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February 25, 2019

Limited edition Venmo Rainbow card launches

By Briony Richter

In an effort to attract more customers to its offering, a new Venmo Rainbow card has launched.

This comes on the back of the six other vibrant cards that the company launched last year.

Using colour as a way to reimagine a brand has proved successful for many companies. Colour as a visual aide can entice a customer by appealing to their personality and style. The Venmo Rainbow card is inspired by a combination of the existing colours already on offer.

Venmo offers an easy way for customers to split the costs of doing activities or making purchases with friend. Users can also add a tip to a dinner bill before splitting the costs.

All a customer has to do is select the purchase or Venmo card charge from the activity page, and add the desired tip directly in the Venmo app. Furthermore, Venmo automatically calculates suggested tip amounts, so there’s no need to crunch the numbers. Users can also manage their cards and reload money to them from the app.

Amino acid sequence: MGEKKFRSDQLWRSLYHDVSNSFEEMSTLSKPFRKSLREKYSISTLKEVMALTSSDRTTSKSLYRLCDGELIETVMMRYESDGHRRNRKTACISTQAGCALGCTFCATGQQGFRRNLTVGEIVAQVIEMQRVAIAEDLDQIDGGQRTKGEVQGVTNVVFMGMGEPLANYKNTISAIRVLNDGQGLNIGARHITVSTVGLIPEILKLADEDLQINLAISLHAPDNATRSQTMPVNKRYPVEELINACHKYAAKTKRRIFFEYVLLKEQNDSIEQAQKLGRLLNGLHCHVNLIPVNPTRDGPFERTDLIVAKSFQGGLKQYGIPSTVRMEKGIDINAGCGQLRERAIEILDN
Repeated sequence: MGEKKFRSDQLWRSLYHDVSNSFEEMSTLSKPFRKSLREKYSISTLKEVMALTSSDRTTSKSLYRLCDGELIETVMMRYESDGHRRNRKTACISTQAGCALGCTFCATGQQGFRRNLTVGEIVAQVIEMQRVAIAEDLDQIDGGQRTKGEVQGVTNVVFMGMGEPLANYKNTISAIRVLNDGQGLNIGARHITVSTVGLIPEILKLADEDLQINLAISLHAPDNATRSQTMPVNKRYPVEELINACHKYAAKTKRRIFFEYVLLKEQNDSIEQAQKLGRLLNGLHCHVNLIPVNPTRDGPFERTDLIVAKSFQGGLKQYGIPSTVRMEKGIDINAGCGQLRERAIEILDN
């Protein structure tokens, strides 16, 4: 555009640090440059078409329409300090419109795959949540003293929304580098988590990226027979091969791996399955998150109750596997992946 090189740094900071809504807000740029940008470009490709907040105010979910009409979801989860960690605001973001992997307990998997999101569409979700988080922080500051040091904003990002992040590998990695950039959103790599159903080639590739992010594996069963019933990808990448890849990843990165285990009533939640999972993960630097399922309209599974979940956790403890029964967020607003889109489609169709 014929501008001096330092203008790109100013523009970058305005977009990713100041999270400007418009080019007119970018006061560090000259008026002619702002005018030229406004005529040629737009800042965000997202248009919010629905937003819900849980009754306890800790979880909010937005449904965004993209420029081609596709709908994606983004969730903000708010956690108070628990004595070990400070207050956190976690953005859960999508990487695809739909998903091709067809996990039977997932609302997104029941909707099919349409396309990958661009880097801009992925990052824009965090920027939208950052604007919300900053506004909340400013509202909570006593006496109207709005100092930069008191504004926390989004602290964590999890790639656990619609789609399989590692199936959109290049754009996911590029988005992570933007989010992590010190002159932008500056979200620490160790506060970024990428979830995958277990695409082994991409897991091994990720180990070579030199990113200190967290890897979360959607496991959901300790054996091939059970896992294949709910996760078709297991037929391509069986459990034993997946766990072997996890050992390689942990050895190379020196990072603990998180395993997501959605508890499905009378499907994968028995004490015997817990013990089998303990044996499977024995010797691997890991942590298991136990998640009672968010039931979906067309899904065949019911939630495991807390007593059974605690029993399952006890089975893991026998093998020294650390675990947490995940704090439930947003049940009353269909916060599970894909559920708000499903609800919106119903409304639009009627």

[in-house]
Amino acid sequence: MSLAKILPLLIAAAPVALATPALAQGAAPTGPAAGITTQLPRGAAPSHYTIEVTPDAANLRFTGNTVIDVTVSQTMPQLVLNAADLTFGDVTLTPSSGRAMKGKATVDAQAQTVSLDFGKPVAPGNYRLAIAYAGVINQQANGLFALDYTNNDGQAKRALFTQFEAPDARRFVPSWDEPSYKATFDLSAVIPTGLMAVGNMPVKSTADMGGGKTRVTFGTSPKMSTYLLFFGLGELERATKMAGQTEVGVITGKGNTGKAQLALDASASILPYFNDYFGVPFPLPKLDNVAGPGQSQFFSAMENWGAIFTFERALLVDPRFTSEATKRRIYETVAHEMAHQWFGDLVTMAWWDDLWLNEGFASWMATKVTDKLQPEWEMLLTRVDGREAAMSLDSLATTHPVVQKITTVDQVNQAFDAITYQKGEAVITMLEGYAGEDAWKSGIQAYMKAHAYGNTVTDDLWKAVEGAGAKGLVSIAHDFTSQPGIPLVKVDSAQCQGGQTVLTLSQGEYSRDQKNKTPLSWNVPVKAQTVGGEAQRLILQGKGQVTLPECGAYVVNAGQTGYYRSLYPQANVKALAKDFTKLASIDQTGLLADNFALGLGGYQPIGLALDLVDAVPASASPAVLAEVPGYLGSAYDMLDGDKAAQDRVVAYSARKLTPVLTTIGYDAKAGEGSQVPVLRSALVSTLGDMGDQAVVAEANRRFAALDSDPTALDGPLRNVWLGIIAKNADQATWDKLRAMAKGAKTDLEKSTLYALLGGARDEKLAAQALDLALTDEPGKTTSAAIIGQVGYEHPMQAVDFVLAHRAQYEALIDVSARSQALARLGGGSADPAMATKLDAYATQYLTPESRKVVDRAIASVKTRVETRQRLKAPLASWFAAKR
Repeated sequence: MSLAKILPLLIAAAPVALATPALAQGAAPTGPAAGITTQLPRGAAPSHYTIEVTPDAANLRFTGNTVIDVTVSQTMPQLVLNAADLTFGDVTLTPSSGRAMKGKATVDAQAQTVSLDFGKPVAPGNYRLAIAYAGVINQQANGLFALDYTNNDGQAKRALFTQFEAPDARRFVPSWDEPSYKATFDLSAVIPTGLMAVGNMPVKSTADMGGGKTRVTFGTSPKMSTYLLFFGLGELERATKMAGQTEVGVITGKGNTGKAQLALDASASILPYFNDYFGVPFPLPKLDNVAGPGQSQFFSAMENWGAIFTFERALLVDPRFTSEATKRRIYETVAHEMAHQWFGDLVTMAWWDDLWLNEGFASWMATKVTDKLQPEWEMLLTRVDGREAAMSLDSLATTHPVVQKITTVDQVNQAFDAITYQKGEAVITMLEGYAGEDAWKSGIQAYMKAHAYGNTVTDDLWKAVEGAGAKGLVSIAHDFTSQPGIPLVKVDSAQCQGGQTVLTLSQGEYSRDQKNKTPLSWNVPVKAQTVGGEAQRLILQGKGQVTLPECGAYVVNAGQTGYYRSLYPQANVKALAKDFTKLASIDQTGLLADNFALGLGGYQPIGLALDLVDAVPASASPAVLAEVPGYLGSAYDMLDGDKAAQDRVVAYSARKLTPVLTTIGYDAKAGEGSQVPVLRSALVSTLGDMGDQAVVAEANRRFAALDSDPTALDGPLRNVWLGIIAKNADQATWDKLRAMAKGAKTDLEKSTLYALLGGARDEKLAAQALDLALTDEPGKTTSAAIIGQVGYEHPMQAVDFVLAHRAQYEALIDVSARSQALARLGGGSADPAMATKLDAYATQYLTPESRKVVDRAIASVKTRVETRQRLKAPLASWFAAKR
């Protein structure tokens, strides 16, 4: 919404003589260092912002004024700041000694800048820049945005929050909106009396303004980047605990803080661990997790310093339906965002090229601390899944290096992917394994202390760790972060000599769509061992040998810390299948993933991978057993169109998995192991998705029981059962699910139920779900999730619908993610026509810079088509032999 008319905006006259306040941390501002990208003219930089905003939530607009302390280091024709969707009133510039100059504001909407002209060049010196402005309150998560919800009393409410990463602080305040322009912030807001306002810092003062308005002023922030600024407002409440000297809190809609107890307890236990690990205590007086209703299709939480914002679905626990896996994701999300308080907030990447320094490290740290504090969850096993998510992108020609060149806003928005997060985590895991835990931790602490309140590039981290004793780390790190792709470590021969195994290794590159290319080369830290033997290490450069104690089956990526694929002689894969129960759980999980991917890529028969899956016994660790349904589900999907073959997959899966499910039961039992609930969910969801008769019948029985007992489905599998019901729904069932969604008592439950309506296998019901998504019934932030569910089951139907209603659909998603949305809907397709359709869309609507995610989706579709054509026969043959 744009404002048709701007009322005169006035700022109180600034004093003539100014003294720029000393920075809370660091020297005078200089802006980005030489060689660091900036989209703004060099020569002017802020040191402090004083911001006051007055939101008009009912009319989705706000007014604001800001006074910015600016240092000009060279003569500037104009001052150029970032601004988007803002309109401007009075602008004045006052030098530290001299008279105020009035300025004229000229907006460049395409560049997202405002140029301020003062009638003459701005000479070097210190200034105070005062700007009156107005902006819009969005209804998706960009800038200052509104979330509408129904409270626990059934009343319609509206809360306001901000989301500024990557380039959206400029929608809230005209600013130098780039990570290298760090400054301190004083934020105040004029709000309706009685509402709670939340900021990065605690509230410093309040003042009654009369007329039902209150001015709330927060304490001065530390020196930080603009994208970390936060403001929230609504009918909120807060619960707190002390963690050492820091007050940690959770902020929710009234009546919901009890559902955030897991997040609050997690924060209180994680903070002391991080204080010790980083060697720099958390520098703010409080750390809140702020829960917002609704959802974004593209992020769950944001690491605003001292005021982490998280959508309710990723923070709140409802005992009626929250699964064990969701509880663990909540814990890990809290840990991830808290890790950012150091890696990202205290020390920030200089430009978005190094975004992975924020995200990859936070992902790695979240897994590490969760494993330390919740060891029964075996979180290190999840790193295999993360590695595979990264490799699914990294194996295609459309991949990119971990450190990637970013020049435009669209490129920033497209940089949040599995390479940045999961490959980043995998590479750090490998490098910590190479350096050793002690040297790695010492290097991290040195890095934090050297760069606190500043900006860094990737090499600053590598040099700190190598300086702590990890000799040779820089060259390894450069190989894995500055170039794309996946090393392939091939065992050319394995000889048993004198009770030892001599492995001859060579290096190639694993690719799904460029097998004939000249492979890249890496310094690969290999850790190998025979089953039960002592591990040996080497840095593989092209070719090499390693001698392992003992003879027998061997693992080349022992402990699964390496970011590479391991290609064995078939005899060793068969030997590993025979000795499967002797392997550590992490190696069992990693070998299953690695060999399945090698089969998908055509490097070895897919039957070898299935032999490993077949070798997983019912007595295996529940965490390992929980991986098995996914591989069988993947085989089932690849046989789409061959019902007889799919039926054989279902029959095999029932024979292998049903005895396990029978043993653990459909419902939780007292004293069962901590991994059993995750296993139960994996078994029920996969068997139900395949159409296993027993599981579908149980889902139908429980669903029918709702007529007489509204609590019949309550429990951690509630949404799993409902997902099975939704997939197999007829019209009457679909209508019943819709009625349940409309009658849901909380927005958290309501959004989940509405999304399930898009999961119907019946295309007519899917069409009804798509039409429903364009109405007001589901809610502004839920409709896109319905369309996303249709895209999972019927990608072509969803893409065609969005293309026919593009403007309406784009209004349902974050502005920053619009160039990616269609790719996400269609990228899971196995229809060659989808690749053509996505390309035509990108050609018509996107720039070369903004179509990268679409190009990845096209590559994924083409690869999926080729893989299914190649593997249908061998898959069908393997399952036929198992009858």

Last year, Venmo partnered with Mastercard for the debit card service so that customers can use it anywhere card that accepts MasterCard.

Currently, the card is only available to some of Venmo’s top cardholders today, and will be widely available on Monday 4 March. With the new card, customers can use it at more places they shop at.

Venmo Rainbow card


Using colour for brand strategy

The number of banks and fintechs promoting a unique and vibrant card product  continues to surge. It’s a clever strategy that combines visual attraction with appealing functions.

The Venmo Rainbow card is up against some stiff competition. Dutch challenger Bunq merits a mention for its innovative card design. The challenger partnered with Transferwise  to remove barriers in traditional banking and grow its international footprint.


It’s mix of colours rivals other plainer cards. However, another one that deserves credit is UK digital challenger, Starling bank. Although plain, the card design decided to promote a colour that it had used frequently throughout its app.

The teal hue is inspired by the blue-green tones of the Starling bird’s plumage.

Good design is about bringing together the way things look while challenging old methods to bring about more innovation.


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